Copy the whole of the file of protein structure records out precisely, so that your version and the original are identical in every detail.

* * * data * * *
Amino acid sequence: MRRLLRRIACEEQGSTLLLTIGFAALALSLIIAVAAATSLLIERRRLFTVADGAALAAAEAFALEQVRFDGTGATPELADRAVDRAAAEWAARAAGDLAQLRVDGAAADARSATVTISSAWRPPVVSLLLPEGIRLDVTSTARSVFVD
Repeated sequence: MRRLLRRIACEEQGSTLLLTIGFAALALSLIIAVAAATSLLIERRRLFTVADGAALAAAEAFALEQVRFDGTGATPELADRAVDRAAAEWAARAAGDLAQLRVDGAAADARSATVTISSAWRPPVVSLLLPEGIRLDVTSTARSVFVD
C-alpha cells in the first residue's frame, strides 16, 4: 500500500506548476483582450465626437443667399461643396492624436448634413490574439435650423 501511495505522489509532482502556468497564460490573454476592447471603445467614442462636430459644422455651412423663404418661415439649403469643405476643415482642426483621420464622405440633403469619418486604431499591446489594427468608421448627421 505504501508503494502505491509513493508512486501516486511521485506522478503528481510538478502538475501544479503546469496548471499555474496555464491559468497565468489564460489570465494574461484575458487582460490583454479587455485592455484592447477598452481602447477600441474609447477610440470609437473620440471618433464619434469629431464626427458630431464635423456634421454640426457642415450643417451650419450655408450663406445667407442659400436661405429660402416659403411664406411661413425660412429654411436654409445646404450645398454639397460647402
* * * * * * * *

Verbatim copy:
Amino acid sequence: MRRLLRRIACEEQGSTLLLTIGFAALALSLIIAVAAATSLLIERRRLFTVADGAALAAAEAFALEQVRFDGTGATPELADRAVDRAAAEWAARAAGDLAQLRVDGAAADARSATVTISSAWRPPVVSLLLPEGIRLDVTSTARSVFVD
Repeated sequence: MRRLLRRIACEEQGSTLLLTIGFAALALSLIIAVAAATSLLIERRRLFTVADGAALAAAEAFALEQVRFDGTGATPELADRAVDRAAAEWAARAAGDLAQLRVDGAAADARSATVTISSAWRPPVVSLLLPEGIRLDVTSTARSVFVD
C-alpha cells in the first residue's frame, strides 16, 4: 500500500506548476483582450465626437443667399461643396492624436448634413490574439435650423 501511495505522489509532482502556468497564460490573454476592447471603445467614442462636430459644422455651412423663404418661415439649403469643405476643415482642426483621420464622405440633403469619418486604431499591446489594427468608421448627421 505504501508503494502505491509513493508512486501516486511521485506522478503528481510538478502538475501544479503546469496548471499555474496555464491559468497565468489564460489570465494574461484575458487582460490583454479587455485592455484592447477598452481602447477600441474609447477610440470609437473620440471618433464619434469629431464626427458630431464635423456634421454640426457642415450643417451650419450655408450663406445667407442659400436661405429660402416659403411664406411661413425660412429654411436654409445646404450645398454639397460647402